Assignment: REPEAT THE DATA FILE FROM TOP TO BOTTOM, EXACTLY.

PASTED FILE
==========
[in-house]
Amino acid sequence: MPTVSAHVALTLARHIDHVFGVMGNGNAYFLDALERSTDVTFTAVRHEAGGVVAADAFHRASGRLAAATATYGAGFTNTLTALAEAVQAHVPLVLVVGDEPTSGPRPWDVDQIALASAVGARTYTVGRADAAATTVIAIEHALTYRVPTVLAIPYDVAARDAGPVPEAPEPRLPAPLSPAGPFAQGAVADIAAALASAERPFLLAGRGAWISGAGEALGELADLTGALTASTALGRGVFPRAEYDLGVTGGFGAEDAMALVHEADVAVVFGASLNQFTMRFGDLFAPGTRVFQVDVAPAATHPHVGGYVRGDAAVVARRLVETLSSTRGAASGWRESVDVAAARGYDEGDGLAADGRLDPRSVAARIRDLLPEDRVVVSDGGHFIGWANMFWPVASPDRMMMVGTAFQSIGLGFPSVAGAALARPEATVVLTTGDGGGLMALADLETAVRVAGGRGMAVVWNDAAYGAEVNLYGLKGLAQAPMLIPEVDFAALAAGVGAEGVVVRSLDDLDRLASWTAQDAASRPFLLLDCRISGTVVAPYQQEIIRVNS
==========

[in-house]
Amino acid sequence: MPTVSAHVALTLARHIDHVFGVMGNGNAYFLDALERSTDVTFTAVRHEAGGVVAADAFHRASGRLAAATATYGAGFTNTLTALAEAVQAHVPLVLVVGDEPTSGPRPWDVDQIALASAVGARTYTVGRADAAATTVIAIEHALTYRVPTVLAIPYDVAARDAGPVPEAPEPRLPAPLSPAGPFAQGAVADIAAALASAERPFLLAGRGAWISGAGEALGELADLTGALTASTALGRGVFPRAEYDLGVTGGFGAEDAMALVHEADVAVVFGASLNQFTMRFGDLFAPGTRVFQVDVAPAATHPHVGGYVRGDAAVVARRLVETLSSTRGAASGWRESVDVAAARGYDEGDGLAADGRLDPRSVAARIRDLLPEDRVVVSDGGHFIGWANMFWPVASPDRMMMVGTAFQSIGLGFPSVAGAALARPEATVVLTTGDGGGLMALADLETAVRVAGGRGMAVVWNDAAYGAEVNLYGLKGLAQAPMLIPEVDFAALAAGVGAEGVVVRSLDDLDRLASWTAQDAASRPFLLLDCRISGTVVAPYQQEIIRVNS